The ancient Chinese regarded the written word as a transformative force able to move heaven and earth and unite the reader with the source of all things, the Tao. The power of writing, especially poetry, is celebrated here in short texts that present both practical instruction and spiritual insight:
• Lu Ji’s essay in verse, “The Art of Writing,” reveals the inner process every writer must go through in preparing for the creative act. • Sikong Tu’s “Twenty-four Styles of Poetry” teaches that poets must perfect themselves internally in order to achieve perfection in what they write. • “Poets’ Jade Splinters” contains aphoristic prescriptions and humorous anecdotes about poetry, poets, and the rules of composition.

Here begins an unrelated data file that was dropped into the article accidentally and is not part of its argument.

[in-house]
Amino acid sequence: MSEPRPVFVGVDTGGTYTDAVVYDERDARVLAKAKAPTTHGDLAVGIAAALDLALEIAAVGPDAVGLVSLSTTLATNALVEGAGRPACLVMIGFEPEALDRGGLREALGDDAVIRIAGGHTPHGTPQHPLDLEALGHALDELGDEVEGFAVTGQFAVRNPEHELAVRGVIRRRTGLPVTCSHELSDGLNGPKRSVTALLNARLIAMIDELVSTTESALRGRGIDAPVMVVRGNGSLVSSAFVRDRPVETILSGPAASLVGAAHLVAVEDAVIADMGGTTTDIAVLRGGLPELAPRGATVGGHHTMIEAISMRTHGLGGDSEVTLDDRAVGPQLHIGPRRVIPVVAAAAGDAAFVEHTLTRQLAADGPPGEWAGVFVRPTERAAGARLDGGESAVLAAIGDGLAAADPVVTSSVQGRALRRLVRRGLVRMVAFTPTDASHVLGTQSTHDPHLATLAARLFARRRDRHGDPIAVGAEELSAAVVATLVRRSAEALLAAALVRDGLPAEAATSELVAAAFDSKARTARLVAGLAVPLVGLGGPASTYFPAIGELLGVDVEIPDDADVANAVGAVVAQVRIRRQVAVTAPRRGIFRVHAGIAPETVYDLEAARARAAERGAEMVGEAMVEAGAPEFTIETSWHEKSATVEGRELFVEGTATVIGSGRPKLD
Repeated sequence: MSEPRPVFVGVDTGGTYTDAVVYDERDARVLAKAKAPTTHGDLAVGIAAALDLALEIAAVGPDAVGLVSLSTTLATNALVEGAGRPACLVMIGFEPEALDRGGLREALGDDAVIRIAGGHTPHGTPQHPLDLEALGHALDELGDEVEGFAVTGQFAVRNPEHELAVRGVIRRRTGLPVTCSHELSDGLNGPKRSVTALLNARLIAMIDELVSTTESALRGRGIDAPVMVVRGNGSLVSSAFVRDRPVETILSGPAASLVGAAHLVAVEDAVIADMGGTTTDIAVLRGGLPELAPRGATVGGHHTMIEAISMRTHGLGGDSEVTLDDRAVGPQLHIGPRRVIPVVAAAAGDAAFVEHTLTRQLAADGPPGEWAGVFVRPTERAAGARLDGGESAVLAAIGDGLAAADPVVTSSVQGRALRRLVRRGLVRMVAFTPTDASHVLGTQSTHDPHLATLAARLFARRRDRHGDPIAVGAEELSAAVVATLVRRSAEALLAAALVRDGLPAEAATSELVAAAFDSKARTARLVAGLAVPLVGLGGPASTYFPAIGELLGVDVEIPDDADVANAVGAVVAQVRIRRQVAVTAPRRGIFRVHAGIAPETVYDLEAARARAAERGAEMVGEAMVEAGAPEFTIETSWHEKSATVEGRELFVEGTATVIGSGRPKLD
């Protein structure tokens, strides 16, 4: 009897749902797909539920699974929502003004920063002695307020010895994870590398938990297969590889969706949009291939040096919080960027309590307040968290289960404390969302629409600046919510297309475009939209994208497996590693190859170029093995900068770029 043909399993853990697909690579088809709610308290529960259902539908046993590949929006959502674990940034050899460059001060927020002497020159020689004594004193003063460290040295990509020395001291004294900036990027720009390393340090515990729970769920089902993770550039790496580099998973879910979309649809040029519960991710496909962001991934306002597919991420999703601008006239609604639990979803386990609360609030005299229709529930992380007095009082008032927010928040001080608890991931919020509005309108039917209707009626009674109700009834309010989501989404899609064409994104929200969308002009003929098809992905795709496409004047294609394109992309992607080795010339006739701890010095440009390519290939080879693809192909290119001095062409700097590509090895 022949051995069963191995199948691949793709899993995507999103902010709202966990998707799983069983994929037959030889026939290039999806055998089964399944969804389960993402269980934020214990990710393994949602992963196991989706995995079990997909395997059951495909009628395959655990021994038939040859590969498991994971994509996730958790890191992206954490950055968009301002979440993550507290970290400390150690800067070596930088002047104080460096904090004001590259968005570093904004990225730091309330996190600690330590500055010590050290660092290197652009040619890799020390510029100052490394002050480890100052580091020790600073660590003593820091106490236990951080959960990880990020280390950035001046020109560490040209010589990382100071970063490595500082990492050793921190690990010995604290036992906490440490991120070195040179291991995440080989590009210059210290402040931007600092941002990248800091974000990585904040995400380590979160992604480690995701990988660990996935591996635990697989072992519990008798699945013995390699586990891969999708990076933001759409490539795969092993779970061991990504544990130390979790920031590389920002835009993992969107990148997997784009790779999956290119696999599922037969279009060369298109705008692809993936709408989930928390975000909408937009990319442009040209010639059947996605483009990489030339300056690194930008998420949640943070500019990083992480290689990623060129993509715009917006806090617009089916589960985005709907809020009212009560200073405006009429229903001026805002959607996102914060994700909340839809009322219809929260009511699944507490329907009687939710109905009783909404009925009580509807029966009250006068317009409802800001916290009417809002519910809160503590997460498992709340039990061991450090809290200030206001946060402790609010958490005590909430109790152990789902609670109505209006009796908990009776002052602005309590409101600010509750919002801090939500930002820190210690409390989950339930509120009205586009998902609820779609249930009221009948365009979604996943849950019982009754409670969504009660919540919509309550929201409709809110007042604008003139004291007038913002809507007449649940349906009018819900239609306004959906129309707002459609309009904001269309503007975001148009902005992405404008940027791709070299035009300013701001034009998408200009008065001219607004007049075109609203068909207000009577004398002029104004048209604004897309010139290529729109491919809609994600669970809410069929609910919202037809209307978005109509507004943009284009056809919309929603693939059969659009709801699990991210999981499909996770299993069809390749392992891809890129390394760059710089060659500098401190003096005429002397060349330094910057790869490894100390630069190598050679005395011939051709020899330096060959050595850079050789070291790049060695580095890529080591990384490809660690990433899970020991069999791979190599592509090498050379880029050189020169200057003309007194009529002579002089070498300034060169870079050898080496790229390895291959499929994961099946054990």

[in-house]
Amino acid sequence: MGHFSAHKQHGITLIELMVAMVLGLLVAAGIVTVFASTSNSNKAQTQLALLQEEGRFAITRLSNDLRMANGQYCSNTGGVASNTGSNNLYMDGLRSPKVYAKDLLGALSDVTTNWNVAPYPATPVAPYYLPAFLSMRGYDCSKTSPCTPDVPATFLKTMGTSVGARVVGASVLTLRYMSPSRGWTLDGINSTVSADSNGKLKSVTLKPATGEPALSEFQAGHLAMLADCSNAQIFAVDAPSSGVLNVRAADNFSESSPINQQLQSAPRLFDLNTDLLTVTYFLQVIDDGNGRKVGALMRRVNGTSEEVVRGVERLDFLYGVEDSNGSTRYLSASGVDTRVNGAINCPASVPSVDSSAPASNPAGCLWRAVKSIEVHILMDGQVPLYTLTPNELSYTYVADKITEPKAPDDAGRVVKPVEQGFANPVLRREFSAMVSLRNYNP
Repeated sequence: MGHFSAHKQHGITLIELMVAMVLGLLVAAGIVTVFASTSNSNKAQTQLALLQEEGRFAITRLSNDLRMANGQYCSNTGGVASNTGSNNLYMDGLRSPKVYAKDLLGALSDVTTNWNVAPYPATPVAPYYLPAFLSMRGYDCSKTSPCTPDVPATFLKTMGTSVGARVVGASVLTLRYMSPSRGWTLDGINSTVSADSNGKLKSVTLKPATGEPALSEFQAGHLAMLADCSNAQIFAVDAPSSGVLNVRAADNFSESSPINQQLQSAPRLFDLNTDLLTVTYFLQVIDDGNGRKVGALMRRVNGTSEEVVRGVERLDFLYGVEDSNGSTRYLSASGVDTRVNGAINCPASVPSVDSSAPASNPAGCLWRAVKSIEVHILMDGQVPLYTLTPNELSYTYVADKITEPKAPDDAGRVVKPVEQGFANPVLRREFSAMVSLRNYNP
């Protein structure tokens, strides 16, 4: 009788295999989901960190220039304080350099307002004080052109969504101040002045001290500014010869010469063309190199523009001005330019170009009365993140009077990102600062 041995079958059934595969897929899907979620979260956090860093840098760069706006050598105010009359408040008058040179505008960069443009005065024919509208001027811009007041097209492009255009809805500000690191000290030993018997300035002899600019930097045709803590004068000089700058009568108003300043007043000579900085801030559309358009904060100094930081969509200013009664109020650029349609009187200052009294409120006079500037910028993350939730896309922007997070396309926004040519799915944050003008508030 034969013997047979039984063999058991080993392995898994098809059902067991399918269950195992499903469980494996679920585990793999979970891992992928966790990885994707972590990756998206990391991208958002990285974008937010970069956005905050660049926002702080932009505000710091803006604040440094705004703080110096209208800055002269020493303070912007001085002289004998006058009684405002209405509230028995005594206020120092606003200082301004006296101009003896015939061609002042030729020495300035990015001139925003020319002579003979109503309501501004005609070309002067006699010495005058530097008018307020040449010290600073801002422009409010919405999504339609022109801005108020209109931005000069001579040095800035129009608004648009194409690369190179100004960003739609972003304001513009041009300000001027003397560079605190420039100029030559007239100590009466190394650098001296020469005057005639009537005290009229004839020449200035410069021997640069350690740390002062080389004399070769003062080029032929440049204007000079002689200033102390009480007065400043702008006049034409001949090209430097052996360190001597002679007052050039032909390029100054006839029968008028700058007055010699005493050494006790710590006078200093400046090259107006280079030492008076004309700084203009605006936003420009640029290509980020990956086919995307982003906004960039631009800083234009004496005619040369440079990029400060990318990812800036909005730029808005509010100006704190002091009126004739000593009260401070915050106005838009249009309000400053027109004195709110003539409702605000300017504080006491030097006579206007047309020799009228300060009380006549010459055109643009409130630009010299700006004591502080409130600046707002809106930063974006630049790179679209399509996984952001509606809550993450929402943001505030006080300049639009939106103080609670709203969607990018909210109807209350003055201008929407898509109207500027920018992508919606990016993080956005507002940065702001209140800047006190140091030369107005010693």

Assorted commentaries and critical evaluations focus on Chinese lyrical poetry.
“Lively and surprising, insightful and instructive, this is an indispensable addition to the writer’s bookshelf.”—Jane Hirshfield, cotranslator of The Ink Dark Moon
Published by Shambhala Jun 25, 1996| 112 Pages| 6 x 9| ISBN 9781570620928